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A reading for specific information activity

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Instructions for teachers

The moon

As any TEFL theory book will tell you. We need to help the students develop the many different reading skills and strategies such as gist reading, reading to confirm expectations, reading for communicative tasks etc. This is an example of scan reading or reading to extract specific information. In the real world you would do this to find a number in a telephone book or find out how deep the swimming pool is in a holiday brochure, what is on at the cinema etc. This text will hopefully give some practice in this type of reading. Go to student text

Suggested Procedure:

1. Spend 5 minutes pre-teaching some of the difficult vocabulary. eg tides, bulge, rises and sets, brightness, craters, steep, the moon's poles, counterclockwise, debris, footprints etc.

2. Hand out a photocopy of the text to all the students. Let them read it for 3 or 4 minutes or if you really want to develop scan reading don't let them read it at all.

3. It is best to use the cheap trick of having a competition to add some motivation. Divide the class into two teams. You ask questions on the text and the team who answer your questions correctly first get a point. Ask the questions from various parts of the text don't start at the top and go down.

Here are some ready made questions:

How often is there a Blue Moon on average? (once every three years) (7)
When did the Apollo missions start? (1969) (6)
What is the diameter of the moon? (3,476) km (1)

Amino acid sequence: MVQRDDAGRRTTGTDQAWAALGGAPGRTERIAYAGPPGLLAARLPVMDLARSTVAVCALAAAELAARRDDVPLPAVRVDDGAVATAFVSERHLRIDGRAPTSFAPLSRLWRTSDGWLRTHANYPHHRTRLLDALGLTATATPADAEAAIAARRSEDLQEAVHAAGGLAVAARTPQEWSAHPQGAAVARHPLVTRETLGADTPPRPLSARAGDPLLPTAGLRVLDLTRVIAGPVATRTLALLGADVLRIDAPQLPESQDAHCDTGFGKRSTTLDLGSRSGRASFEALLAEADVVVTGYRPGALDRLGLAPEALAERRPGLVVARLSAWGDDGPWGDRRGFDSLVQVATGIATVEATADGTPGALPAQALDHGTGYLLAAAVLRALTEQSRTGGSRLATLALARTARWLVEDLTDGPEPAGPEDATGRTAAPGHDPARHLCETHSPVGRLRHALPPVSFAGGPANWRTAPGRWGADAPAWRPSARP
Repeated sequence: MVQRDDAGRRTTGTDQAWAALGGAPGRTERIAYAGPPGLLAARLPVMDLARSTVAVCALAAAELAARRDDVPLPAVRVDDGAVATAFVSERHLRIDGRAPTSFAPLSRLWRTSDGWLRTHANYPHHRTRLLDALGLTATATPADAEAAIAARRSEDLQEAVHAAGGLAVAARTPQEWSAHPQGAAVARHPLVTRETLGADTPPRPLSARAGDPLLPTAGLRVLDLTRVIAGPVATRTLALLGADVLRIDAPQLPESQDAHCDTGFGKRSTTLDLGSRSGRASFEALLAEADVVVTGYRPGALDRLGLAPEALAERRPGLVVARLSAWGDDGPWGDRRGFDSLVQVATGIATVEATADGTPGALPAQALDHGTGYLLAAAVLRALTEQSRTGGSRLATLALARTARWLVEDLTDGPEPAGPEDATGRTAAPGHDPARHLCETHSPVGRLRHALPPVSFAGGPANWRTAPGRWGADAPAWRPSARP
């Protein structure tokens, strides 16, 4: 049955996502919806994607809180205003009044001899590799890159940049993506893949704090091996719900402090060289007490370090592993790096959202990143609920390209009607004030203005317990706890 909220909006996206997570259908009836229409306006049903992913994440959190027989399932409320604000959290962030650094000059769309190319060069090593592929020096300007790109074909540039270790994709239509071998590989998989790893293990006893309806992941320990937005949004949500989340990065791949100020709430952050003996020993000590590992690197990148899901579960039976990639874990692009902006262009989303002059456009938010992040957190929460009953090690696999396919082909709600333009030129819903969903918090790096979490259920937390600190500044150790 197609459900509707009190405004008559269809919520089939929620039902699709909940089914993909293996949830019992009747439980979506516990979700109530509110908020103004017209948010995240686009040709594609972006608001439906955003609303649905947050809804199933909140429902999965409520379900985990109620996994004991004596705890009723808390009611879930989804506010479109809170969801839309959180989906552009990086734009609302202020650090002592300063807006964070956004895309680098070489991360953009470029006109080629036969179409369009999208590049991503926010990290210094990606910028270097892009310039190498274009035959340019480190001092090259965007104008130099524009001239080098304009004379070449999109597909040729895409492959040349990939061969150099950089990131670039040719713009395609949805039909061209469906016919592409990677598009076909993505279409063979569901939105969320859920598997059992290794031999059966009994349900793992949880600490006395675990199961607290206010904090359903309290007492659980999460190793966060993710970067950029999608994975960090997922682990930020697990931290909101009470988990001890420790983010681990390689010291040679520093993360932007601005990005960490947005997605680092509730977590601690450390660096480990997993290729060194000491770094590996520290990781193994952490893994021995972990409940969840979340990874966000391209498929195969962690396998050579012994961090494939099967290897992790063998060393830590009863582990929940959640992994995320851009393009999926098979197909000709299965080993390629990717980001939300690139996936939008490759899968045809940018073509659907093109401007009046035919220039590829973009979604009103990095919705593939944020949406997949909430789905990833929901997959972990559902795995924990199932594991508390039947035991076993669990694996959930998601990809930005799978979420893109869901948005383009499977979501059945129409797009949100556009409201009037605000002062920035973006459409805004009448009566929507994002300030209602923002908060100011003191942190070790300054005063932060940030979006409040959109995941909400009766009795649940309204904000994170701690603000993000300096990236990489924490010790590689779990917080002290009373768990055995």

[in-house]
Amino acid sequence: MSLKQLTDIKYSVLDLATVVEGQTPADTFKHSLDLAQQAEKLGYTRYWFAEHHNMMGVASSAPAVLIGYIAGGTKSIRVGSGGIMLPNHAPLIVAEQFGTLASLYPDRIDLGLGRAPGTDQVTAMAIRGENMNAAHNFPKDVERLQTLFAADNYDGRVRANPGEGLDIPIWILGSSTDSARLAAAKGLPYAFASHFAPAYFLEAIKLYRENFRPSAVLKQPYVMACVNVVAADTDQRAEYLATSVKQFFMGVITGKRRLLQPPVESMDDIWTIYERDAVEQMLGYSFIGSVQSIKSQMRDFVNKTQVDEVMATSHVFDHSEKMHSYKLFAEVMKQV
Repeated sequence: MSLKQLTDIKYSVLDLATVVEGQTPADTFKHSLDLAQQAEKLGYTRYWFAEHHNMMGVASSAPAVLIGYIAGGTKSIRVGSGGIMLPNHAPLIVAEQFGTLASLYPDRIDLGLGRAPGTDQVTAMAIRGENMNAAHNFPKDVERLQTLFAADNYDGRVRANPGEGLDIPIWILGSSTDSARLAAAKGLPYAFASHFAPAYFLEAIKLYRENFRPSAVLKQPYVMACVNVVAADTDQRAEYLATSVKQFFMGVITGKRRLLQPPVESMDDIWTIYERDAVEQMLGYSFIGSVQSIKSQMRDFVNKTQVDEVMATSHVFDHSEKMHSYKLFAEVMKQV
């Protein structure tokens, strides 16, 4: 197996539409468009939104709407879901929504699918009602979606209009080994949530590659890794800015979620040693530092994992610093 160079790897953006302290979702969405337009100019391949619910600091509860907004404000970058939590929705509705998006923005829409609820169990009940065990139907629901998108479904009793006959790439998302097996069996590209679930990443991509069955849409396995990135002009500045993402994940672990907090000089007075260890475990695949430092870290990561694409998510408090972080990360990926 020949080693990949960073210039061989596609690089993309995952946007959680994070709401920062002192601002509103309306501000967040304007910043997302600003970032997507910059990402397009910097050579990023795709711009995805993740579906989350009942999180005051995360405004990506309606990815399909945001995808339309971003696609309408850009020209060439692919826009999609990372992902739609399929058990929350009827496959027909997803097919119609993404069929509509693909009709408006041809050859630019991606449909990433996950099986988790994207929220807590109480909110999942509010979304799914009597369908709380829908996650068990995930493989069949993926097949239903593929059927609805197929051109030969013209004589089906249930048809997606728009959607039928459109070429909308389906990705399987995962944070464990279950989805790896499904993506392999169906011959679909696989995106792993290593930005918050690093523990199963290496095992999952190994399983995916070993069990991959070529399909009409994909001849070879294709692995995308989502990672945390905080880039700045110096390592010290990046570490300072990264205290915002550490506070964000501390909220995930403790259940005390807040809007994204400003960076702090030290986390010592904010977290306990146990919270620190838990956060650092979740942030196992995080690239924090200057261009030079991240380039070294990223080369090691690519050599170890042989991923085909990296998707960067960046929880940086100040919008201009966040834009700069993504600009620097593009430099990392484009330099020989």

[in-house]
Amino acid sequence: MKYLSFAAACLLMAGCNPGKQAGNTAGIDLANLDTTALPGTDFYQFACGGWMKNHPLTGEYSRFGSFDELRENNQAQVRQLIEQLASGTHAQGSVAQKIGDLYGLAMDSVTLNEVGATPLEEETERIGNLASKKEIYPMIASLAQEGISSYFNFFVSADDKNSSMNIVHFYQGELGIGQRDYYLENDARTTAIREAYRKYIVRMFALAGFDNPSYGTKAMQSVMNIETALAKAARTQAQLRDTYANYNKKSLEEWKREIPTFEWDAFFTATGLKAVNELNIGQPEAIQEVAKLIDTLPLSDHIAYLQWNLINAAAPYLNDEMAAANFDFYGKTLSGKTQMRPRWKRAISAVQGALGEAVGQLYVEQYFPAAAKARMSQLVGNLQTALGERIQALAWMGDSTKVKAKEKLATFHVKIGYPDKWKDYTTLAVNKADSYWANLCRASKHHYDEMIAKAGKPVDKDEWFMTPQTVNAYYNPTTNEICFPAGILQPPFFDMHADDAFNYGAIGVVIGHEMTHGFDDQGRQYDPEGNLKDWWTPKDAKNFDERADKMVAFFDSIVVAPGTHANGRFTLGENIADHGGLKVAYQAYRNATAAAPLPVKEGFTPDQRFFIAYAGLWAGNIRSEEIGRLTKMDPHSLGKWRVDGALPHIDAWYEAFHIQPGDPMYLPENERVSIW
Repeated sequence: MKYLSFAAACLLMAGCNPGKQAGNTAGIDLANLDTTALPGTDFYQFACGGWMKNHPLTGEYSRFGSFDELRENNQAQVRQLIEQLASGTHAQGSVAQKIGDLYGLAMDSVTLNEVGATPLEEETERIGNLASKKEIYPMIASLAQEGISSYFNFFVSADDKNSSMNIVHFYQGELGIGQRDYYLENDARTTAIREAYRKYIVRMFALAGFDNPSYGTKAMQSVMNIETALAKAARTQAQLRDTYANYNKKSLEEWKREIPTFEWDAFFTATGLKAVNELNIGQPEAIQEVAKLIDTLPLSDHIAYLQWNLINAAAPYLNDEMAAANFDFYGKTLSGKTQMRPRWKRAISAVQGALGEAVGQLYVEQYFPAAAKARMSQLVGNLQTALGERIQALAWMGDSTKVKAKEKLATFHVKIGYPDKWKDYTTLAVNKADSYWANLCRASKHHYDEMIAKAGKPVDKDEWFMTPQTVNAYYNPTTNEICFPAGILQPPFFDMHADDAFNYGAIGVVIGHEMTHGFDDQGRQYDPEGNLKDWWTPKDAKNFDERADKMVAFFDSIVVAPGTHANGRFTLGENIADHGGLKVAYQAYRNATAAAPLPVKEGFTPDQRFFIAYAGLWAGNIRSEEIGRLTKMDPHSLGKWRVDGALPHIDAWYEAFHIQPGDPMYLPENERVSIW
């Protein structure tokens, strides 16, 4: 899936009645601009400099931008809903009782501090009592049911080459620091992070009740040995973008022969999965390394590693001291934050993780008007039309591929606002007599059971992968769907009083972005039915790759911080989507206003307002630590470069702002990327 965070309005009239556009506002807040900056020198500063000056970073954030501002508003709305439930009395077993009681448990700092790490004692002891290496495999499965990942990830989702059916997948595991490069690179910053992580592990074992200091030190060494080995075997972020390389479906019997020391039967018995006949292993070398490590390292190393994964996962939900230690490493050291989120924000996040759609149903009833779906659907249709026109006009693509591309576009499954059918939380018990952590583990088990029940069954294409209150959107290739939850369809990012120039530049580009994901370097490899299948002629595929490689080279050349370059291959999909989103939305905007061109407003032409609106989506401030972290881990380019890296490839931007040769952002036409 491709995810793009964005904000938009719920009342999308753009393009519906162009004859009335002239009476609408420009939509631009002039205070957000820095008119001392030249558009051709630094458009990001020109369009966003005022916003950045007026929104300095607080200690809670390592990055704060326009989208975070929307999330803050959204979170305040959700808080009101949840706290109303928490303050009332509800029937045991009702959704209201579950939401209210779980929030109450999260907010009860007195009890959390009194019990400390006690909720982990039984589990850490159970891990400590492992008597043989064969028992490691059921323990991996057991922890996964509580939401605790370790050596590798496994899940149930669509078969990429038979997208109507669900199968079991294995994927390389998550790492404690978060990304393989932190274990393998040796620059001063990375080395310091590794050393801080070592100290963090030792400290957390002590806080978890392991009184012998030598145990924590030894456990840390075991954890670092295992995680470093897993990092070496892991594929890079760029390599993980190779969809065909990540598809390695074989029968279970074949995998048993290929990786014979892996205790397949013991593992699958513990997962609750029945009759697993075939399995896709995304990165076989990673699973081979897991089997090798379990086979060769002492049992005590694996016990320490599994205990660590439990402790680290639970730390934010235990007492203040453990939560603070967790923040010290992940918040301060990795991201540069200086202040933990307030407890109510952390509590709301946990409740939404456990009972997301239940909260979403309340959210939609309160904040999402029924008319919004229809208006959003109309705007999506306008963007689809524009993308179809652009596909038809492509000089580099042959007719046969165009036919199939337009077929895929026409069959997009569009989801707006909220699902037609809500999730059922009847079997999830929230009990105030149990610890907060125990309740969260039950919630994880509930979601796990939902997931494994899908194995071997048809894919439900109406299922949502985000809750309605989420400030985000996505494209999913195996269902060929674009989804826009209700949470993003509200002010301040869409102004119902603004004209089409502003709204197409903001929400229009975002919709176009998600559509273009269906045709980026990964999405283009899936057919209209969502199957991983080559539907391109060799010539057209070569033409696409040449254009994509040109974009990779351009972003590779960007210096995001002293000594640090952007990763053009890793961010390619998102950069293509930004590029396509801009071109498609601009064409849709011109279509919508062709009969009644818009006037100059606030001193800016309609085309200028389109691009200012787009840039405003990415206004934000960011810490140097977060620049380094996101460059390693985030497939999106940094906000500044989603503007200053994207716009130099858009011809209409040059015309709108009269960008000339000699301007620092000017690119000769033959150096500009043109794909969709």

If you can jump 1 metre on Earth how far can you jump on the moon? (6 metres) (5)
How much water is there on the moon? (between 10 and 300 million tons) (4)
How high is the highest mountain on the moon? (7,800 m) (3)
Which way does the Moon go around the Earth? (a counterclockwise direction) (4)
What forms the craters on the moon? (asteroids and comets that hit the moon (3)
If something weighs 200kg on Earth how much does it weigh on the moon? (34 kg) (5)
Who was the last person on the Moon? (Gene Cernan) (6)
What is the temperature of the lunar equator at night? (173 degrees C) (3)
How much of the moon can we see from the Earth? (59 percent) (1)
How old is the Moon? (4.5 billion years) (1)
Who was the first person to walk on the Moon? (Neil Armstrong) (6)
What could you do if there was air on the Moon? (fly just using you arms) (5)
If the new moon rises at 6am when does the sun rise? (at approximately the same time) (2)
What does it mean if you are "over the Moon" (it means you are very happy) (6)

That should be enough.

More suggestions:

If this activity was a success there are other ways you can practice reading for specific information.
It is a good idea to find texts that the students might really have to read.

e.g.. Photocopy the accommodation flats for rent section from a newspaper and ask questions like how much is the bedsit in Acacia Avenue. Other sources could be :- Job adverts, brochures, TV and entertainment etc.


Go to student text

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